Gender and Sexuality Column

CoverGirl redefines gender, beauty with NY’s James Charles

/ The Daily Orange

Instead of just introducing new eyeshadow palettes or liquid lipstick, CoverGirl has stepped its game up for expanding their consumer base by challenging ideas of gender.

The makeup brand has shattered the heteronormative world of cosmetic advertising with their newest CoverGirl, James Charles, a Bethlehem, New York native. And although Charles identifies as a man, CoverGirl decided to label him iconically as a fellow cover girl to Katy Perry, not a cover boy. 

The ad is redefining consumers’ understanding of gender- and consumer-based advertising, but CoverGirl has a long way to go before reshaping the industry. While contracting Charles is garnering positive feedback, the company has to with follow up with advertisements and campaigns that progress Covergirl’s new message of gender acceptance.

At only 17, Charles is an internet sensation as a makeup artist with  650,000 followers on Instagram and more than 90,000 subscribers on Youtube, allowing him to reach audiences of all ages and identities. Taking cues from how Charles’ brand communicates a message of acceptance to such a wide audience, CoverGirl should strive to do the same.

As Charles told Cosmopolitan magazine earlier this month, “I think all makeup can be used on anyone, but for everyone to feel that way, well, that’s definitely is going to take a very long time — I think this partnership is a huge first step.”

Rebecca Oritz, a Syracuse University assistant advertising professor, believes CoverGirl is pushing boundaries by creating discourse about gender norms that may not have taken place before. Oritz has followed this story intently, anxious to see what CoverGirl decides to do next.

“If they move forward expanding the gender lines and blurring what it means to be boy or girl, they have to keep up with that,” Oritz said.

Beth Egan, who also teaches advertising at SU, isn’t surprised at CoverGirl’s gender inclusivity and agrees that this move can definitely attract more makeup lovers.

“Those who identify as LGBT will be brought into the franchise as not only will they appreciate the brand for recognizing them for who they are, but CoverGirl is also speaking directly to them and their individual makeup needs, which are different from a traditional heterosexual consumer,” Egan said in an email.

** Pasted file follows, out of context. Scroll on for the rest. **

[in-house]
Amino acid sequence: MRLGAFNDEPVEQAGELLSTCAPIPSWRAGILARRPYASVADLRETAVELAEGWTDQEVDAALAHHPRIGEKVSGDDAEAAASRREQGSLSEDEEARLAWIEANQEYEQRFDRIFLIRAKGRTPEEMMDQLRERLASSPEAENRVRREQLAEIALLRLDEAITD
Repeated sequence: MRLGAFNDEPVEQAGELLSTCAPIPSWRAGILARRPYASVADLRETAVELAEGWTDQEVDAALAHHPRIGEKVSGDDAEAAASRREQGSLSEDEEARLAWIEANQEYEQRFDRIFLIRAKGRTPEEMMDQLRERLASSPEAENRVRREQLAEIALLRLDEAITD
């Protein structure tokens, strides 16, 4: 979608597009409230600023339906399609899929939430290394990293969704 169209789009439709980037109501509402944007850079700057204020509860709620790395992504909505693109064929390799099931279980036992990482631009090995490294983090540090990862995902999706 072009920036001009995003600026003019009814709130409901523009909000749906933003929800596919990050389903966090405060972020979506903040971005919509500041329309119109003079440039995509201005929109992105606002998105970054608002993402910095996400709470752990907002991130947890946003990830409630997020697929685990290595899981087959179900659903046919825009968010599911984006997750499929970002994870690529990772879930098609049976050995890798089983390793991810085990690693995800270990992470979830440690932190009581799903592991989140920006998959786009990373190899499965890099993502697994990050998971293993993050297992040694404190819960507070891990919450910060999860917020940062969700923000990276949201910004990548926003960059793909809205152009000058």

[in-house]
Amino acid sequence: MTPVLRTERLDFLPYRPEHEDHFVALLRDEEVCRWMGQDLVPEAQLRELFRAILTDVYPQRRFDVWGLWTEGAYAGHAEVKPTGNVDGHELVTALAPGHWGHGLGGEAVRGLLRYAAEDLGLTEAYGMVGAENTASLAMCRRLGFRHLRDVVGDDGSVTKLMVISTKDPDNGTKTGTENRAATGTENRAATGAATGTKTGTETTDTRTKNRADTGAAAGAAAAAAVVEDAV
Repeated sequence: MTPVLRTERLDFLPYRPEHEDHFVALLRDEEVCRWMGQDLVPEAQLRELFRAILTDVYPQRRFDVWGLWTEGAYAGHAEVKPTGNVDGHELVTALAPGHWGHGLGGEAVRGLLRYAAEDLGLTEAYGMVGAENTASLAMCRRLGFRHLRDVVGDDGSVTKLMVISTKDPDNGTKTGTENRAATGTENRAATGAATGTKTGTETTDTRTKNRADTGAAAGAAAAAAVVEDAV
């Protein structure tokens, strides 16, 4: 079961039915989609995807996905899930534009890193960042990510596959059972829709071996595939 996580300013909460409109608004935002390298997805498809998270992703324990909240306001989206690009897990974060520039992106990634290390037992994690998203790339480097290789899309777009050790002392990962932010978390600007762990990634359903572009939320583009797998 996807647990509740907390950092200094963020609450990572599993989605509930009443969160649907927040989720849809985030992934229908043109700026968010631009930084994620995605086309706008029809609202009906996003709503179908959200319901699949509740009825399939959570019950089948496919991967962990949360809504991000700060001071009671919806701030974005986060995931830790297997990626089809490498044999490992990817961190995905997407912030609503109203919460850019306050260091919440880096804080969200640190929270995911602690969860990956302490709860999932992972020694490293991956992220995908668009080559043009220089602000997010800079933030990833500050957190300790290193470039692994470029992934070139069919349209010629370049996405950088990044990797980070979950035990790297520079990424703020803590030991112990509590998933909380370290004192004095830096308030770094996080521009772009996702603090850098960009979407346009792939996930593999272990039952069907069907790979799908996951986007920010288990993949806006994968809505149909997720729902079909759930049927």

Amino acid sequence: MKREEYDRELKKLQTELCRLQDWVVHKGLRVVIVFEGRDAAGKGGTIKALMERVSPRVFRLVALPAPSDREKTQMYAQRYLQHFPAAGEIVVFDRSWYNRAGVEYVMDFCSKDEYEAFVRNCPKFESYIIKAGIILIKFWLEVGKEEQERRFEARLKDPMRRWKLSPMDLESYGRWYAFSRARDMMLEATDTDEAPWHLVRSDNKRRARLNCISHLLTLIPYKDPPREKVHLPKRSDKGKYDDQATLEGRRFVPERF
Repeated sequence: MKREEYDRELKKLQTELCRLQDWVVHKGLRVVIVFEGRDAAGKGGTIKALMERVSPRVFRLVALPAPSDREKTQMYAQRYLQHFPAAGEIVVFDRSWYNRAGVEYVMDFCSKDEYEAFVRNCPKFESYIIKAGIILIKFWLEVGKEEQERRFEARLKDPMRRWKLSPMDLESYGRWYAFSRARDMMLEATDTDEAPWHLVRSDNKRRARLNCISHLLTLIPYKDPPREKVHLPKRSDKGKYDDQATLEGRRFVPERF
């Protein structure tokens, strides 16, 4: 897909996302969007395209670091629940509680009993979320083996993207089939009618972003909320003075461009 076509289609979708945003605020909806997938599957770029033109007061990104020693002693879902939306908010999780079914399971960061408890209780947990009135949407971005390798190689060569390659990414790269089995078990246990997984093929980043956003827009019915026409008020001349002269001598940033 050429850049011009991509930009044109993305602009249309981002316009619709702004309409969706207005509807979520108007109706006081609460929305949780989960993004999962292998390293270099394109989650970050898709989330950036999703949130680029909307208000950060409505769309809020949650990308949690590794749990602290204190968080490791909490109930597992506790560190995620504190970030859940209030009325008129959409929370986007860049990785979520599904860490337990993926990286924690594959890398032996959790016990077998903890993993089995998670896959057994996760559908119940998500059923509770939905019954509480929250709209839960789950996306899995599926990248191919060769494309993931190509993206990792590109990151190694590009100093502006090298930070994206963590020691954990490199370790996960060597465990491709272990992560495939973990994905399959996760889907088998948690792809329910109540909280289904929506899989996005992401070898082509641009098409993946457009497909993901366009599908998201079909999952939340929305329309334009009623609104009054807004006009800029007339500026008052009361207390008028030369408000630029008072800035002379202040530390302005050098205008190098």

Oritz agrees, but also believes that casting Charles as a cover girl can both widen the brand’s base  consumer base as well as drive some current customers away.

“I think overall it is an amazing thing, but there are potential things to consider and it’s possible they alienate their consumer base, because if feels like they are trying too hard and pulling some stunt without any real consideration advancing some time of social issue,” Oritz said.  

Oritz points to an important aspect of the campaign that CoverGirl must keep in mind: longevity. While this is a major leap in the cosmetic industry, one campaign isn’t enough. Social justice progress and LGBT acceptance takes more than a cover boy for CoverGirl — even marriage equality laws are still contested. Still, the makeup company has opened a floodgate and it’s imperative that the brand stands its ground to stay consistent with its upstream battle.

The fact that a larger-than-life, global brand like CoverGirl contracted a man as their cover girl is epic. As an industry dominated by women’s faces, it is refreshing to see a representing a product that now has a genderless market. The company is fronting a new era in the fashion world not just by refusing to play into the gender binary, but by becoming the LGBT community’s strongest ally.

Myelle Lansat is a junior magazine journalism major and policy studies minor. She can be reached at


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